American toads in the Ukrainian swamp
Published 11:43 am Friday, October 18, 2019
By BRIAN COONEY
Donald Trump is full of rage and fear at having fallen so far and so fast. After surviving the Mueller report unscathed, he thought he was home-free and that he had added the White House to his world-wide collection of Trump buildings. Yet now he’s looking at impeachment for doing what he believes to be the same sort of thing that (then) Vice President Joe Biden got away with in Kiev in 2015.
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Remember the Mueller report? It was the product of an investigation lasting nearly two years at a cost of at least $32 million. The Justice Department released the full redacted version on April 18. Then, on May 6, more than 800 former federal prosecutors, Republicans and Democrats from all over the nation, signed an open letter saying: “Each of us believes that the conduct of President Trump described in Special Counsel Robert Mueller’s report would, in the case of any other person not covered by the Office of Legal Counsel policy against indicting a sitting President, result in multiple felony charges for obstruction of justice.” The number of signatories now stands at 1027.
Obstruction of justice is a major felony, especially when committed by those in government. It erodes confidence in the justice system and rule of law. A president who commits this crime repeatedly is a serious threat to the nation. The facts were all in, fully documented. No further investigation was needed for the House to impeach (i.e. indict) Trump. Yet Nancy Pelosi and the Democratic leadership stalled, settling for further committee investigations that were obstructed by the White House’s refusal to cooperate and buried under an avalanche of Trump tweets.
Pelosi’s timidity makes her partly responsible for the damage Trump has done in the past six months. She enabled him post-Mueller to feel free to abuse his power here and abroad. Although Ukrainegate is bad, the worst abuse will likely be his impulsive decisionto allow the Turks to invade northern Syria and attack our Kurdish allies.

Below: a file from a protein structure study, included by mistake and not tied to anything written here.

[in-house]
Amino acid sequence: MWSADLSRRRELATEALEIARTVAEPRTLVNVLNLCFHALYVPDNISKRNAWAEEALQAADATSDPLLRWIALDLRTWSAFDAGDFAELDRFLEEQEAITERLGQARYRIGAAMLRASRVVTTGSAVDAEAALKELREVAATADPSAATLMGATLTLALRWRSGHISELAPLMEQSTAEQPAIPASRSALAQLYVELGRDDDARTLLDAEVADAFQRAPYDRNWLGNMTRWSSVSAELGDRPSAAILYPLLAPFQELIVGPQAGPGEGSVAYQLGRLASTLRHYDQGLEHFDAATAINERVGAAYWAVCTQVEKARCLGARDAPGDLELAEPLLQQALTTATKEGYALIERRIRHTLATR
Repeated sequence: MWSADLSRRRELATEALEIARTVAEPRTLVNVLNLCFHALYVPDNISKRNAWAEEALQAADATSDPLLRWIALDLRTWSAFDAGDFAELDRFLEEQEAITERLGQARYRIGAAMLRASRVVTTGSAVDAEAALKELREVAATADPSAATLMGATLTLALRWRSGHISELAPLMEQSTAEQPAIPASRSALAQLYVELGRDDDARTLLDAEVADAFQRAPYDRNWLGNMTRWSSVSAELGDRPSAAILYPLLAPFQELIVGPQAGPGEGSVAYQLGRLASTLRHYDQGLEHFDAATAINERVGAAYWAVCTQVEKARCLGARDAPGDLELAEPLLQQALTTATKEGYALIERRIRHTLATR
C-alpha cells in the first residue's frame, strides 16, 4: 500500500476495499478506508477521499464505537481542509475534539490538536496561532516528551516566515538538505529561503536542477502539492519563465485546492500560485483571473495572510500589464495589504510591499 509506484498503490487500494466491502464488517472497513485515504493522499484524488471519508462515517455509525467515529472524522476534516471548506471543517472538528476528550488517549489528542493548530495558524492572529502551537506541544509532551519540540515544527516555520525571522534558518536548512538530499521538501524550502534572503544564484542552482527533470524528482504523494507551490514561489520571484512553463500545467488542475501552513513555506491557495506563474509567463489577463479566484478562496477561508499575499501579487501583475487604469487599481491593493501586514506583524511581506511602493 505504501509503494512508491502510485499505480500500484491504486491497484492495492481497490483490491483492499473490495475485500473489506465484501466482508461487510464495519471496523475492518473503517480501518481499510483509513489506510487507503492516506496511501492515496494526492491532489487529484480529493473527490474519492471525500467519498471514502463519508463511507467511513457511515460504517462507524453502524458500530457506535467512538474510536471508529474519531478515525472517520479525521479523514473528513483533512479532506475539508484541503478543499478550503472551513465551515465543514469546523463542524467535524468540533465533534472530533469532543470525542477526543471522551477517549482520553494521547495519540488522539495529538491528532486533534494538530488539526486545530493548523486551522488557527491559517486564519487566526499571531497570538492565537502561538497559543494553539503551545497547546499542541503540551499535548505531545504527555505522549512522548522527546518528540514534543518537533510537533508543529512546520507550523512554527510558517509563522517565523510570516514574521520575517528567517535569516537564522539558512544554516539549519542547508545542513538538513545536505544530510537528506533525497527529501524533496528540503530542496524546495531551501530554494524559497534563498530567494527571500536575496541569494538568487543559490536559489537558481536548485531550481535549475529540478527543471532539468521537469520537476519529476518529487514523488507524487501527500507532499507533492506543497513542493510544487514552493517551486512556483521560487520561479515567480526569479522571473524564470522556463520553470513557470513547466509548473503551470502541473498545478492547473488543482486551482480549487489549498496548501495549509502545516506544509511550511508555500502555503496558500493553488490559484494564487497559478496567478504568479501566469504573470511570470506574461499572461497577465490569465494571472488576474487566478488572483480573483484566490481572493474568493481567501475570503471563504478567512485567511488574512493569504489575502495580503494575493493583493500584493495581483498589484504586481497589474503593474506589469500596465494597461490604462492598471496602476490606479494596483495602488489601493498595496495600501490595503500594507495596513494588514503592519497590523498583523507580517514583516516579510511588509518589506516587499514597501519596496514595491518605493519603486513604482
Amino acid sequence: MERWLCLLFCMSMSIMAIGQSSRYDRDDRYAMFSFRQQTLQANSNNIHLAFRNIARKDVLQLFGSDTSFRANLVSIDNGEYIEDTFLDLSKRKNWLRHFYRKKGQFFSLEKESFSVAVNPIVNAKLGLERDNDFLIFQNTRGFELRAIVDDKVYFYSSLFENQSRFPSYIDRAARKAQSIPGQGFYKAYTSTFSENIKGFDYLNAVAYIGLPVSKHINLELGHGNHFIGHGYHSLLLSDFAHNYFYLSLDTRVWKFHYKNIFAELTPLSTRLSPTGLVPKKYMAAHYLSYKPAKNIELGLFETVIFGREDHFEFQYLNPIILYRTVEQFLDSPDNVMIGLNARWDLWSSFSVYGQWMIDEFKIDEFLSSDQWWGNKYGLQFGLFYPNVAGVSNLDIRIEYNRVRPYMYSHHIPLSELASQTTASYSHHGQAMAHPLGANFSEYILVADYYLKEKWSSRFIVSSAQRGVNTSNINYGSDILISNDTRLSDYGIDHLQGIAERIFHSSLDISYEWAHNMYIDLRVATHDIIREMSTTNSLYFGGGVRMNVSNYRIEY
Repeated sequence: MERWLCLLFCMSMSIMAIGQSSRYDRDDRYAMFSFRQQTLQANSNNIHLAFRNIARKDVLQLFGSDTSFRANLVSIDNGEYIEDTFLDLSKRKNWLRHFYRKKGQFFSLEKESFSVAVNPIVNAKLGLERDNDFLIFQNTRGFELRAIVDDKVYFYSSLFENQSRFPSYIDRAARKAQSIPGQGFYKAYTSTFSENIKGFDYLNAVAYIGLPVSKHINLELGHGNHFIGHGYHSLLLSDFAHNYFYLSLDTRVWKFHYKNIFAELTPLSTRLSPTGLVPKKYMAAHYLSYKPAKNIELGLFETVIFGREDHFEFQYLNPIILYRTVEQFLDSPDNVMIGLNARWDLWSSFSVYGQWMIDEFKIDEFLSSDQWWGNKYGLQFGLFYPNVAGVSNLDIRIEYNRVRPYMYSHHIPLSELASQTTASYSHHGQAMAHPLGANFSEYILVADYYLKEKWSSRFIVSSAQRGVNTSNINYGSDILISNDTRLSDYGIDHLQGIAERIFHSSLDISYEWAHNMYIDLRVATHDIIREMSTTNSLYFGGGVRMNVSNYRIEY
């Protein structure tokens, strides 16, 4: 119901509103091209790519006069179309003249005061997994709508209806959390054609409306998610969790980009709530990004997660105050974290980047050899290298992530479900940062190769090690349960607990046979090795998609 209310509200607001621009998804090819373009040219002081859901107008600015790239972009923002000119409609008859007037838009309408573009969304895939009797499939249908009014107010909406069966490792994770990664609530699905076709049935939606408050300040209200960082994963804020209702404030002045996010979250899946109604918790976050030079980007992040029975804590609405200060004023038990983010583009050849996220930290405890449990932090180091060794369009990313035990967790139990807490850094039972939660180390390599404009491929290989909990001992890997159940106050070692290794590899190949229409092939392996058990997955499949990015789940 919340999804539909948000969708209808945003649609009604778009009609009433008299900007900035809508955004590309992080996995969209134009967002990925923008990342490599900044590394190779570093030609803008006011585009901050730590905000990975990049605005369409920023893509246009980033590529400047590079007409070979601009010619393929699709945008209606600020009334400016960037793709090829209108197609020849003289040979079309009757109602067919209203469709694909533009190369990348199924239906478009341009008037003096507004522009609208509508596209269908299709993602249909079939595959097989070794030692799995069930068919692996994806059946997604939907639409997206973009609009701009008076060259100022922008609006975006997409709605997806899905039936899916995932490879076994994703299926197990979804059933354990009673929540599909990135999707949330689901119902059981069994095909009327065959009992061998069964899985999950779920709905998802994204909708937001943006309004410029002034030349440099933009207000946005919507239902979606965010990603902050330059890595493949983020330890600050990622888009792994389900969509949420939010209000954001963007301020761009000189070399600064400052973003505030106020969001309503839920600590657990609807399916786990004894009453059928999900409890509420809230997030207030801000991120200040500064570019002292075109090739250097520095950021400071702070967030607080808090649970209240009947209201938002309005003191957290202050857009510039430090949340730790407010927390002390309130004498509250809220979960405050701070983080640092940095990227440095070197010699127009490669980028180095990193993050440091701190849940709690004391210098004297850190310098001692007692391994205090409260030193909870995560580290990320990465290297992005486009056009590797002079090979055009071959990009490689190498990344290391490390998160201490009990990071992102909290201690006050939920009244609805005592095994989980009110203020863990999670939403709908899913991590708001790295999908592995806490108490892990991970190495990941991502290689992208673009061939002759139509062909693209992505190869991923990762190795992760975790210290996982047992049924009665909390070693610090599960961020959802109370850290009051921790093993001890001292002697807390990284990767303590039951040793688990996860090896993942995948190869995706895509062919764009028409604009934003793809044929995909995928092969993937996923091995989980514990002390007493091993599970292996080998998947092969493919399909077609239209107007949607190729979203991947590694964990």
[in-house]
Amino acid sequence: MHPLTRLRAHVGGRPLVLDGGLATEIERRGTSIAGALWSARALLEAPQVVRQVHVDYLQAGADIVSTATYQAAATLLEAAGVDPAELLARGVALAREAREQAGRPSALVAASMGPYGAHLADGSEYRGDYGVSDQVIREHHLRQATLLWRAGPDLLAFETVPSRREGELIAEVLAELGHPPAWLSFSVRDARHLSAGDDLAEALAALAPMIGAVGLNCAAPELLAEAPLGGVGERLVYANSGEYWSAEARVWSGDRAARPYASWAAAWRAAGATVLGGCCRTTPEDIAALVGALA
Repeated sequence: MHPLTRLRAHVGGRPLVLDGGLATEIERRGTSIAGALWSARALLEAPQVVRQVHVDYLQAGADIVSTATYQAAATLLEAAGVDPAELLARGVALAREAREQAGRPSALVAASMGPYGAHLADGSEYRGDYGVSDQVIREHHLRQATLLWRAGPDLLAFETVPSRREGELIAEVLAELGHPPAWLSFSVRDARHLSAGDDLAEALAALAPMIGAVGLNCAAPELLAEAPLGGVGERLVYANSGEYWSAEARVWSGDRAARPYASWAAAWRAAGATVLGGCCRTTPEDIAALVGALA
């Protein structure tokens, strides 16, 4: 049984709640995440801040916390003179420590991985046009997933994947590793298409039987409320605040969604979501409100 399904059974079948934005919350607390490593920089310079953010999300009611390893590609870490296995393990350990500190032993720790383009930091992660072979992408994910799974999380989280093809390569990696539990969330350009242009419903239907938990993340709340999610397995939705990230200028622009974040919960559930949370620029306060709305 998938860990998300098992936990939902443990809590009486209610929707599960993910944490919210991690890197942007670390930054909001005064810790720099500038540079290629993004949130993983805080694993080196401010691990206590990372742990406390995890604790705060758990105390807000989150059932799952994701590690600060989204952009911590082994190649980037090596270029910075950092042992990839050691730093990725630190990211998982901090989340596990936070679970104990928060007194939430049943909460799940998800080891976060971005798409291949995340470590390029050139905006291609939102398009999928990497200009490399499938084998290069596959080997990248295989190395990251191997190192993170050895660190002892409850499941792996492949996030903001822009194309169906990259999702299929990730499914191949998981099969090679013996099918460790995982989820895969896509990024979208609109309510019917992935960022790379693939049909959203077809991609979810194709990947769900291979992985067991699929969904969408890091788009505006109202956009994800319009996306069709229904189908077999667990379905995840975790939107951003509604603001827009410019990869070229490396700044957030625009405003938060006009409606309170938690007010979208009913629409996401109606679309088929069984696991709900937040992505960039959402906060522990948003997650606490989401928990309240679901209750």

On Sept. 24 Trump admitted publicly that, in a July 25 phone call he had asked Ukrainian President Zelensky to investigate the actions of his election opponent, Joseph Biden, in Ukraine. This was the tipping point for Pelosi and Democrats who had not yet called for impeachment. That same day she formally announced an impeachment inquiry: “The actions of the Trump presidency revealed the dishonorable fact of the President’s betrayal of his oath of office, betrayal of our national security and betrayal of the integrity of our elections.”
On Sept. 25, the White House released a redacted summary of Trump’s phone call to Zelensky, and on Sept. 26 it released the well-documented text of a whistle-blower complaint regarding the phone call. All this had many Democrats sounding very confident and relieved — they believed the long awaited gotcha moment had at last arrived. Trump’s public admissions, his blanket obstruction of the impeachment inquiry, polls showing an increase in public support for impeachment, daily revelations of Giuliani’s involvement, testimony from insider witnesses and the growing coarseness of Trump’s tweets and televised comments all suggest that Trump’s reckoning is near.